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Kohl Questions FDIC Chair About Problems in Farm and Commercial Lending

Press Release

Location: Washington, DC

Senator Stresses Importance of Allowing Struggling Farmers Access to Credit & Protecting Community Banks' Ability to Lend to Small Business

U.S. Senator Herb Kohl today questioned Federal Deposit Insurance Corporation (FDIC) Chairwoman Sheila Bair about two issues affecting Wisconsin's economy during a Senate Banking Committee hearing this morning. The FDIC oversees banks and savings institutions to maintain stability in financial and lending markets and monitors compliance with consumer protection laws. Kohl raised concerns about problems in farm lending and commercial real estate lending in Wisconsin.

According to the FDIC, farmers are falling behind on their loans at a 17-year high. Approximately two percent of farm loans are in trouble. Often, the collateral for farm loans is the farm itself, so if a farmer defaults on an operating loan they are at risk of losing their business and their home.

"Because of the economy and because some farm loans are in trouble, several banks are telling us that regulators are seeing farm loans as suspect, and discouraging community banks from carrying farm loans. This attitude is hurting rural America without making the banking system safer. What is the FDIC doing to work with banks to make sure farmers have access to credit?" Kohl asked.

Bair said that the FDIC would be open to creating guidelines specific to agriculture lending, similar to what they have done to ease mortgage and commercial lending.

Kohl also expressed concern over tight credit for small businesses in Wisconsin. Because of the decrease in real estate prices, many commercial borrowers will not be able to refinance, possibly causing mass foreclosures and hurting banks nationwide. Community banks, which often have large real estate portfolios, are likely to be hardest hit by this downturn. Community bankers are uncertain about how regulators will treat commercial loans that they have on their books, making it difficult for them to lend to small businesses.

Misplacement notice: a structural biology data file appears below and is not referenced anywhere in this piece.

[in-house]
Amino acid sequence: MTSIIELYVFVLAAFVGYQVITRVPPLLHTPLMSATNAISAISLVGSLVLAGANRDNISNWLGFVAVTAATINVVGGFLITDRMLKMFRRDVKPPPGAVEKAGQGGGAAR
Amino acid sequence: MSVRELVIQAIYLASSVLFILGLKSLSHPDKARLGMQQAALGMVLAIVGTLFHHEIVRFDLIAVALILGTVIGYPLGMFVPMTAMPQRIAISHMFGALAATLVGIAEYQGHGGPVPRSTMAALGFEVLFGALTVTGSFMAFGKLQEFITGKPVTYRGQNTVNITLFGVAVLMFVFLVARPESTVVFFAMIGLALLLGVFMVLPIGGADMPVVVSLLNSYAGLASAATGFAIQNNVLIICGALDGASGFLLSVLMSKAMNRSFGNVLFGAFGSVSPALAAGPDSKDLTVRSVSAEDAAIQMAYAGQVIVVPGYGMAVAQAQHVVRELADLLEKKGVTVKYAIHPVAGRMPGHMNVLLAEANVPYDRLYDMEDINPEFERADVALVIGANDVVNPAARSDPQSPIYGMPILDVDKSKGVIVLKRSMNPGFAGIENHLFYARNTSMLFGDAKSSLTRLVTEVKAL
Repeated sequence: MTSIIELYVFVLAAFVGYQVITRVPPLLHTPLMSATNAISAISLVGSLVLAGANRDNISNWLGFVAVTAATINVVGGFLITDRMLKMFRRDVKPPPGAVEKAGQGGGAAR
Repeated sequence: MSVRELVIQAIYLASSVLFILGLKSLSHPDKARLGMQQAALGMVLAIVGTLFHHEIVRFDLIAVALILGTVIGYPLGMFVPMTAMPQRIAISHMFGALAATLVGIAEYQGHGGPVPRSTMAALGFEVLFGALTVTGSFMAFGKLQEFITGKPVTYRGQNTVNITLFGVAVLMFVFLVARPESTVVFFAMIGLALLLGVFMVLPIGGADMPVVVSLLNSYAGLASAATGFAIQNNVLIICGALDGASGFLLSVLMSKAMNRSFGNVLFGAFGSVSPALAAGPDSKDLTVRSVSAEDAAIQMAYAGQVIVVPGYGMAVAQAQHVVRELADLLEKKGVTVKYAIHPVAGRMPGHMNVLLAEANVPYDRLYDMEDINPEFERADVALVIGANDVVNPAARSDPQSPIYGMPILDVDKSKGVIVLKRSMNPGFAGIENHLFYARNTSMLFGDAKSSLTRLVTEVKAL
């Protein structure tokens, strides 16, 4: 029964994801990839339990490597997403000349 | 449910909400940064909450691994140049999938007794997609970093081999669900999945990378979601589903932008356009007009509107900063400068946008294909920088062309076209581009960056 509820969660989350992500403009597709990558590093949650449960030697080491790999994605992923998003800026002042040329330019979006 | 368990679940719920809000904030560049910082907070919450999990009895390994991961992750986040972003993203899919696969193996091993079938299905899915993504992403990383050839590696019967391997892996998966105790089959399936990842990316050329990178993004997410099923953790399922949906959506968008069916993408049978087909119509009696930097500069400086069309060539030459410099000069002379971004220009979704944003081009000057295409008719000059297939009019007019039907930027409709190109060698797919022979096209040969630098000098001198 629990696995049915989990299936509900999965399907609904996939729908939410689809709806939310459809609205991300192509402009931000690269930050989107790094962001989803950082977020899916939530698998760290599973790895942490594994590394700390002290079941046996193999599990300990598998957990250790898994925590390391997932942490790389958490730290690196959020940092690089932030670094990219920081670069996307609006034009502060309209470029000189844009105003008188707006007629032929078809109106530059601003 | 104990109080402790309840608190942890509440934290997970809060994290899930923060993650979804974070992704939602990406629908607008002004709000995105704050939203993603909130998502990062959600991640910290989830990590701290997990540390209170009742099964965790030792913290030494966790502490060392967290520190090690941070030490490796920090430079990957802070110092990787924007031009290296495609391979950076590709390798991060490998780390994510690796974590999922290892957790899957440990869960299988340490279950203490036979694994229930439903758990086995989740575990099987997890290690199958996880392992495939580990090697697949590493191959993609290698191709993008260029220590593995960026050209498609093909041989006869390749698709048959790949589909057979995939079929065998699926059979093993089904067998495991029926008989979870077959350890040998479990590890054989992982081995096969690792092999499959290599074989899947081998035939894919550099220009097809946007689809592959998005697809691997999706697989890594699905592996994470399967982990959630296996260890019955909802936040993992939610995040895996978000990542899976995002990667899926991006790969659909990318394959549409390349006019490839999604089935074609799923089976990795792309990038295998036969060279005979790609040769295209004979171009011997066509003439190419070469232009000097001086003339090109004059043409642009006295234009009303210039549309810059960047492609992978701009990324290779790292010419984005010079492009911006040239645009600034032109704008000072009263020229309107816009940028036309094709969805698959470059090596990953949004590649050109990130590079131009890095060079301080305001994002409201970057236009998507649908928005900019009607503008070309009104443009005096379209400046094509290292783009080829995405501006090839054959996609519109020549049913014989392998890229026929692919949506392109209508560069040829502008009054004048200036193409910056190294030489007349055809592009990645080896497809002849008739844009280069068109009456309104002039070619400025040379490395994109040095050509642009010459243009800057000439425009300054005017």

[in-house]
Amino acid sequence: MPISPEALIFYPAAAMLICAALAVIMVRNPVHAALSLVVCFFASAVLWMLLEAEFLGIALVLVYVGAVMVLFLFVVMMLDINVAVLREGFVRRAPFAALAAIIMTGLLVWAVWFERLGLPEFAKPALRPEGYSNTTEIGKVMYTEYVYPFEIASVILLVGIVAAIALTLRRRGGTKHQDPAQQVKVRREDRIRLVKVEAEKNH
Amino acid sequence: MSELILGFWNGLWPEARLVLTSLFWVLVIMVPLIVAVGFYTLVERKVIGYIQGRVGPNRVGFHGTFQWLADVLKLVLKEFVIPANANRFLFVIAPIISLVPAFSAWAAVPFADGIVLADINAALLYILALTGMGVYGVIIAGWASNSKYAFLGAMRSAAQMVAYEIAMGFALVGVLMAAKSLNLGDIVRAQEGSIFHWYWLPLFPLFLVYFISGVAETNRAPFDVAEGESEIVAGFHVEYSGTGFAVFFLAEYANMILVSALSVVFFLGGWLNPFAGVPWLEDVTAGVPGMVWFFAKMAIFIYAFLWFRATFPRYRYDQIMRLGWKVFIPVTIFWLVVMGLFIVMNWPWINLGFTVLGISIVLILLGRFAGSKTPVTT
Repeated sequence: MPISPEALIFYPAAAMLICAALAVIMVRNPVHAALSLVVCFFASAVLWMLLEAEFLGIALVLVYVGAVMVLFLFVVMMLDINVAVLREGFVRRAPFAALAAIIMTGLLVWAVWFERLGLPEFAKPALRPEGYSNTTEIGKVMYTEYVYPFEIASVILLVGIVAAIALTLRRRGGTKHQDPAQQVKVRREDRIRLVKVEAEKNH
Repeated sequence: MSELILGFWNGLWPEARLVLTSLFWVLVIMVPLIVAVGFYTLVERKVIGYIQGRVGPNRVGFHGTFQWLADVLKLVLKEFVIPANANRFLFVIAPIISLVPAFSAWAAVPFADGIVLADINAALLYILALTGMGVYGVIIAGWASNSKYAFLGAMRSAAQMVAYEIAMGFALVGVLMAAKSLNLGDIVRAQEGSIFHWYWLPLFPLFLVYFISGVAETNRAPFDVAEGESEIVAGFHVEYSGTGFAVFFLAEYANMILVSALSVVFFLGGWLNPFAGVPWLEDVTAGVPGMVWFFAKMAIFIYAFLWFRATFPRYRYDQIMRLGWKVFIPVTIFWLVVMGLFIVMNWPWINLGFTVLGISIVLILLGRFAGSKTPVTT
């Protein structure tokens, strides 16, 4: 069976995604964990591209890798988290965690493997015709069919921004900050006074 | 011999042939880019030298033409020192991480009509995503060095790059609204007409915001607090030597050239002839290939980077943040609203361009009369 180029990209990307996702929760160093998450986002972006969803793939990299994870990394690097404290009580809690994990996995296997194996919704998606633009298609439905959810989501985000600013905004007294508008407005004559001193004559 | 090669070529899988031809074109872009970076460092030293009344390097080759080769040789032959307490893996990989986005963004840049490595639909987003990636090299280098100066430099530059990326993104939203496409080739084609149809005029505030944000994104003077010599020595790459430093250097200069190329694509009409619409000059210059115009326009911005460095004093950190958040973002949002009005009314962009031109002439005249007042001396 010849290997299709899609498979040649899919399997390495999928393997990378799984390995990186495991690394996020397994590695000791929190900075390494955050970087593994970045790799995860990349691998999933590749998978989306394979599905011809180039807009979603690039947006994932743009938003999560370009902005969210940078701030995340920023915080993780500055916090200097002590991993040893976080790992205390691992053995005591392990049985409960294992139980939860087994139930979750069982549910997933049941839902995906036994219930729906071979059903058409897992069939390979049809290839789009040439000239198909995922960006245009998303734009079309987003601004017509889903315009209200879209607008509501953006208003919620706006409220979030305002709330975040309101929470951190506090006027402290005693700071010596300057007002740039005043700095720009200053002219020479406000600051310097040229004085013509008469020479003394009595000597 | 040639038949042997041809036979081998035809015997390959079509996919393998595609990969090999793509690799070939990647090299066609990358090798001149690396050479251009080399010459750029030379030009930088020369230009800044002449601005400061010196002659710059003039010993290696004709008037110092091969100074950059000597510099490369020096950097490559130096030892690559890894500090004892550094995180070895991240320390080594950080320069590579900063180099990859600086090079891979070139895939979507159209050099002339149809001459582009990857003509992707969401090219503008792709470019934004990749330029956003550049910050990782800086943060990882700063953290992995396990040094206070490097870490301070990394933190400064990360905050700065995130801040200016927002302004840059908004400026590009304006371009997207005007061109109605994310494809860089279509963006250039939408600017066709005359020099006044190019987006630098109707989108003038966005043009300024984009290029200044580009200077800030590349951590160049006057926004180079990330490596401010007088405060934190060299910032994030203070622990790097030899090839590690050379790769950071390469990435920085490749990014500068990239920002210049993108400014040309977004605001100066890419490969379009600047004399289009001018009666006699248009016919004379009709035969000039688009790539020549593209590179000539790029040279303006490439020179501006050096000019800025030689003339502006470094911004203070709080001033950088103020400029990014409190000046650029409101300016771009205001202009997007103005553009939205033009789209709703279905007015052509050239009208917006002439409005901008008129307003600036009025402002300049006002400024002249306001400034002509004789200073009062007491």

Kohl noted that last year, the FDIC and other regulators issued guidelines about when a bank can modify a commercial real estate loan, without penalty from examiners, to reach a prudent plan for borrowers to meet their obligations without freezing a bank's ability to make other loans.

"I have heard from bankers that the regulatory examiners are not always following these guidelines. What can be done to bridge the gulf between what is written here in Washington and what is actually happening at the local level? Is the FDIC serious about giving banks and borrowers a chance to work out these loans without freezing a bank's ability to make other loans?" Kohl asked Bair.

Bair indicated that the FDIC has tried to exercise flexibility with community bank loans, determining that regulators should not criticize loans when borrowers are not in default and work to restructure loans when borrowers fall behind. She noted that community banks' balance sheets are getting cleaned up as the country emerges from the credit crisis, and that an FDIC ombudsman is available to any specific institutions that have concerns about policies being applied appropriately.

Kohl will continue to work with regulators on these two issues so that Wisconsin's bankers, farmers and small businesses can continue to access credit.

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